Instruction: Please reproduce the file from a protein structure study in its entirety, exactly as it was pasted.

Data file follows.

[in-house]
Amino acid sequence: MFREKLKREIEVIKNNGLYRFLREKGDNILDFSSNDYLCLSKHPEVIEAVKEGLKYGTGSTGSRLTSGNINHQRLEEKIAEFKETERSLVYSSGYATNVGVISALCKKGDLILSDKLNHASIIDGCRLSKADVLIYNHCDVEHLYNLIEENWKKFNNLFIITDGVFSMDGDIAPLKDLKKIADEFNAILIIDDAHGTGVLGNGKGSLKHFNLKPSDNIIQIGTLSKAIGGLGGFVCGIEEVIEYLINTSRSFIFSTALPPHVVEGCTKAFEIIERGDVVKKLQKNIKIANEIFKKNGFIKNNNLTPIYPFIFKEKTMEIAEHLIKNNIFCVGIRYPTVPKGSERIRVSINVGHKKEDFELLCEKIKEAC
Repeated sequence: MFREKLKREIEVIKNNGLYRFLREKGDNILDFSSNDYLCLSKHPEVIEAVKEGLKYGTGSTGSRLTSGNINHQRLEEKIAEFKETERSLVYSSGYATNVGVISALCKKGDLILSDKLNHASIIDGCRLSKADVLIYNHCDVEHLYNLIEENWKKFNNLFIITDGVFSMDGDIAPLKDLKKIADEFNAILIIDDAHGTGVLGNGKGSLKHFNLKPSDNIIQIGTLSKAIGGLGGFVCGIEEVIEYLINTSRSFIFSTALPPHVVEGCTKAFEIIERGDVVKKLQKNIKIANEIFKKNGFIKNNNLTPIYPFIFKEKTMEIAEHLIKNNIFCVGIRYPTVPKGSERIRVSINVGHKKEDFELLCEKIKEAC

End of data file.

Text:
[in-house]
Amino acid sequence: MFREKLKREIEVIKNNGLYRFLREKGDNILDFSSNDYLCLSKHPEVIEAVKEGLKYGTGSTGSRLTSGNINHQRLEEKIAEFKETERSLVYSSGYATNVGVISALCKKGDLILSDKLNHASIIDGCRLSKADVLIYNHCDVEHLYNLIEENWKKFNNLFIITDGVFSMDGDIAPLKDLKKIADEFNAILIIDDAHGTGVLGNGKGSLKHFNLKPSDNIIQIGTLSKAIGGLGGFVCGIEEVIEYLINTSRSFIFSTALPPHVVEGCTKAFEIIERGDVVKKLQKNIKIANEIFKKNGFIKNNNLTPIYPFIFKEKTMEIAEHLIKNNIFCVGIRYPTVPKGSERIRVSINVGHKKEDFELLCEKIKEAC
Repeated sequence: MFREKLKREIEVIKNNGLYRFLREKGDNILDFSSNDYLCLSKHPEVIEAVKEGLKYGTGSTGSRLTSGNINHQRLEEKIAEFKETERSLVYSSGYATNVGVISALCKKGDLILSDKLNHASIIDGCRLSKADVLIYNHCDVEHLYNLIEENWKKFNNLFIITDGVFSMDGDIAPLKDLKKIADEFNAILIIDDAHGTGVLGNGKGSLKHFNLKPSDNIIQIGTLSKAIGGLGGFVCGIEEVIEYLINTSRSFIFSTALPPHVVEGCTKAFEIIERGDVVKKLQKNIKIANEIFKKNGFIKNNNLTPIYPFIFKEKTMEIAEHLIKNNIFCVGIRYPTVPKGSERIRVSINVGHKKEDFELLCEKIKEAC